Poems & Short Stories: 4,435
Forum Members: 67,986
Forum Posts: 1,216,101
And over 2 million unique readers monthly!
PSALM civ. 24, 28-30.
"O Lord, how manifold are Thy works! in wisdom hast Thou made them all: the earth is full of Thy riches. That Thou givest them they gather: Thou openest Thine hand, they are filled with good. Thou hidest Thy face, they are troubled: Thou takest away their breath, they die, and return to their dust. Thou sendest forth Thy spirit, they are created: and Thou renewest the face of the earth."
I had intended to go through this psalm with you in regular order; but things have happened this parish, awful and sad, during the last week, which I was bound not to let slip without trying to bring them home to your hearts, if by any means I could persuade the thoughtless ones among you to be wise and consider your latter end:-- I mean the sad deaths of various of our acquaintances. The death- bell has been tolled in this parish three times, I believe, in one day--a thing which has seldom happened before, and which God grant may never happen again. Within two miles of this church there are now five lying dead. Five human beings, young as well as old, to whom the awful words of the text have been fulfilled: "Thou takest away their breath, they die, and return to their dust." And the very day on which three of these deaths happened was Ascension-day-- the day on which Jesus, the Lord of life, the Conqueror of death, ascended upon high, having led captivity captive, and became the first-fruits of the grave, to send down from the heaven of eternal life the Spirit who is the Giver of life. That was a strange mixture, death seemingly triumphant over Christ's people on the very day on which life triumphed in Jesus Christ Himself. Let us see, though, whether death has not something to do with Ascension-day. Let us see whether a sermon about death is not a fit sermon for the Sunday after Ascension-day. Let us see whether the text has not a message about life and death too--a message which may make us feel that in the midst of life we are in death, and that yet in the midst of death we are in life; that however things may SEEM, yet death has not conquered life, but life has conquered and WILL conquer death, and conquer it most completely at the very moment that we die, and our bodies return to their dust.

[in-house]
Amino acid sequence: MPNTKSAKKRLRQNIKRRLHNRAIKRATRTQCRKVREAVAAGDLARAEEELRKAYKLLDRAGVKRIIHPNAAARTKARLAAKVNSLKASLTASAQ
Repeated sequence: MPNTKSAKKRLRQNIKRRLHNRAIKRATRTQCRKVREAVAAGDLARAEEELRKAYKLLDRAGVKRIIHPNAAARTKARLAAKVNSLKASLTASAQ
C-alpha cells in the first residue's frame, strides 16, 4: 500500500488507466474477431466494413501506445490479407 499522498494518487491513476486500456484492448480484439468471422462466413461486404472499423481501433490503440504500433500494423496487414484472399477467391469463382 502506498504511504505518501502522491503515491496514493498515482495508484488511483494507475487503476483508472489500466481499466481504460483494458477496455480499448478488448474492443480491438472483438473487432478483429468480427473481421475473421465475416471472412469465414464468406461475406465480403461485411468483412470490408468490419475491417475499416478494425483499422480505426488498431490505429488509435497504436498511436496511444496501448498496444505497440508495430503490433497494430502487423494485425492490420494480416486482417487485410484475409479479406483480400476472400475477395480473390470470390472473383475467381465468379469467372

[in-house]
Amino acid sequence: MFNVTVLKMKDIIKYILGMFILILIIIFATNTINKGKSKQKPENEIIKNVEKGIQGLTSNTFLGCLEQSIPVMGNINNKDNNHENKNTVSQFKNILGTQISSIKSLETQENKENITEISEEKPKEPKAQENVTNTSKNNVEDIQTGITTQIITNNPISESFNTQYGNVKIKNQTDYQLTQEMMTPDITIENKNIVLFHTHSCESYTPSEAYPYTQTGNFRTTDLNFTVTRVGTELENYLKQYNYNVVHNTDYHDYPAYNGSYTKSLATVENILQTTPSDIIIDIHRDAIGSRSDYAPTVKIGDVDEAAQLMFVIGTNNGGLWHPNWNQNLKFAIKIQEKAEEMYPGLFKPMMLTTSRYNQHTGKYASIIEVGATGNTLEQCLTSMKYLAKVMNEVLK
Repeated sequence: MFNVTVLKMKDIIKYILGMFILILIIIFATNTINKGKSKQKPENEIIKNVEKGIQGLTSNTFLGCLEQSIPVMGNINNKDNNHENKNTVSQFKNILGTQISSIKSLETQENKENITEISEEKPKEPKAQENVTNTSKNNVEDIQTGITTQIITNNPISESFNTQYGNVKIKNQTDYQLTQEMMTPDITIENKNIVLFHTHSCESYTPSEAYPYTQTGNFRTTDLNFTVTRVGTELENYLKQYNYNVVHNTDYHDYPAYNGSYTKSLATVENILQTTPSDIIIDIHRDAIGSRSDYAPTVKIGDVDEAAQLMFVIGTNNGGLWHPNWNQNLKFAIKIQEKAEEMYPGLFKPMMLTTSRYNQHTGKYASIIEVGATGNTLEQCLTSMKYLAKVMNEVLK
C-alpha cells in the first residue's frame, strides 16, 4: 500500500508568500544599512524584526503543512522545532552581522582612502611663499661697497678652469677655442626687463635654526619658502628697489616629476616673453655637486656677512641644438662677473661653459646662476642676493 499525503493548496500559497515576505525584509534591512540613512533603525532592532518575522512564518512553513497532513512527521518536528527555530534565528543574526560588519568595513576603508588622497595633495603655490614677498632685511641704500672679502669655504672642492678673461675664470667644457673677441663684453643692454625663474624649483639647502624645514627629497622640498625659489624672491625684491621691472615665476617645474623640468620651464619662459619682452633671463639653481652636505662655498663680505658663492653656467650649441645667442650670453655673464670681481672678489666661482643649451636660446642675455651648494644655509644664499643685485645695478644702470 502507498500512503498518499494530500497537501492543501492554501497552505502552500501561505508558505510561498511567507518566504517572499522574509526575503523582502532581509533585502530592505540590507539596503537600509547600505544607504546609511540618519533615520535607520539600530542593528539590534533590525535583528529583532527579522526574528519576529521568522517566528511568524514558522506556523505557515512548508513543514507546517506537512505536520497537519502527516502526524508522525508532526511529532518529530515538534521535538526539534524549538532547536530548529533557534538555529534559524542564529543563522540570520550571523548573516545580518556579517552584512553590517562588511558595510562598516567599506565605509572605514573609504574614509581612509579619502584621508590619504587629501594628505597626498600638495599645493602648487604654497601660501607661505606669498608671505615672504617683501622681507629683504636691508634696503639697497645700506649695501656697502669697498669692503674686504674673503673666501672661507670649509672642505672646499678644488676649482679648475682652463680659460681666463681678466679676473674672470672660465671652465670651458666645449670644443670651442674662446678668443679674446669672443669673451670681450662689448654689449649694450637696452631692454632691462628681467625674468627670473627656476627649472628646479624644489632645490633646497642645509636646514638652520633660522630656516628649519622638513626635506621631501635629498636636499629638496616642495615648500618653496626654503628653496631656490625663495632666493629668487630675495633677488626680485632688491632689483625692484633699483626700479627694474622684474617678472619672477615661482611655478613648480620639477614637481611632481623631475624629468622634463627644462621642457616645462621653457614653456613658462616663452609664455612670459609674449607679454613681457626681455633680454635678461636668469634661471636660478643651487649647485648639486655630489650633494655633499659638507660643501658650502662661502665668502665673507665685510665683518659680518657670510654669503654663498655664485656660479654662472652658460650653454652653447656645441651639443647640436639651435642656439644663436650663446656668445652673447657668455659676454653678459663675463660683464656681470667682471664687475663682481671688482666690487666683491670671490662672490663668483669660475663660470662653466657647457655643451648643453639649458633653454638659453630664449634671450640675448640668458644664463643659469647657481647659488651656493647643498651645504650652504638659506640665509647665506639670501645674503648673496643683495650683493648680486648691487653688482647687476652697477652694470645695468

Do I speak riddles? I think the text will explain my riddles, for it tells us how life comes, how death comes. Life comes from God: He sends forth His spirit, and things are made, and He renews the face of the earth. We read in the very two verses of the book of Genesis how the Spirit of God moved upon the face of the waters the creation, and woke all things into life. Therefore the Creed well calls the Holy Ghost, the Spirit of God, that is--the Lord and Giver of life. And the text tells us that He gives life, not only to us who have immortal souls, but to every thing on the face of the earth; for the psalm has been talking all through, not only of men, but of beasts, fishes, trees, and rivers, and rocks, sun and moon. Now, all these things have a life in them. Not a life like ours; but still you speak rightly and wisely when you say, 'That tree is alive, and, That tree is dead. That running water is live water--it is sweet and fresh, but if it is kept standing it begins to putrefy, its life is gone from it, and a sort of death comes over it, and makes it foul, and unwholesome, and unfit to drink.' This is a deep matter, this, how there is a sort of life in every thing, even to the stones under our feet. I do not mean, of course, that stones can think as our life makes us do, or feel as the beasts' life makes them do, or even grow as the trees' life makes them do; but I mean that their life keeps them as they are, without changing or decaying. You hear miners and quarrymen talk very truly of the live rock. That stone, they say, was cut out of the live rock, meaning the rock as it is under ground, sound and hard--as it would be, for aught we know, to the end of time, unless it was taken out of the ground, out of the place where God's Spirit meant it to be, and brought up to the open air and the rain, in which it is not its nature to be. And then you will see that the life of the stone begins to pass from it bit by bit, that it crumbles and peels away, and, in short, decays and is turned again to its dust. Its organisation, as it is called, or life, ends, and then--what? does the stone lie for ever useless? No! And there is the great blessed mystery of how God's Spirit is always bringing life out of death. When the stone is decayed and crumbled down to dust and clay, it makes SOIL--this very soil here, which you plough, is the decayed ruins of ancient hills; the clay which you dig up in the fields was once part of some slate or granite mountains, which were worn away by weather and water, that they might become fruitful earth. Wonderful! but any one who has studied these things can tell you they are true. Any one who has ever lived in mountainous countries ought to have seen the thing happen, ought to know that the land in the mountain valleys is made at first, and kept rich year by year, by the washings from the hills above; and this is the reason why land left dry by rivers and by the sea is generally so rich. Then what becomes of the soil? It begins a new life. The roots of the plants take it up; the salts which they find in it--the staple, as we call them--go to make leaves and seed; the very sand has its use, it feeds the stalks of corn and grass, and makes them stiff. The corn-stalks would never stand upright if they could not get sand from the soil. So what a thousand years ago made part of a mountain, now makes part of a wheat-plant; and in a year more the wheat grain will have been eaten, and the wheat straw perhaps eaten too, and they will have DIED--decayed in the bodies of the animals who have eaten them, and then they will begin a third new life--they will be turned into parts of the animal's body--of a man's body. So that what is now your bone and flesh, may have been once a rock on some hillside a hundred miles away.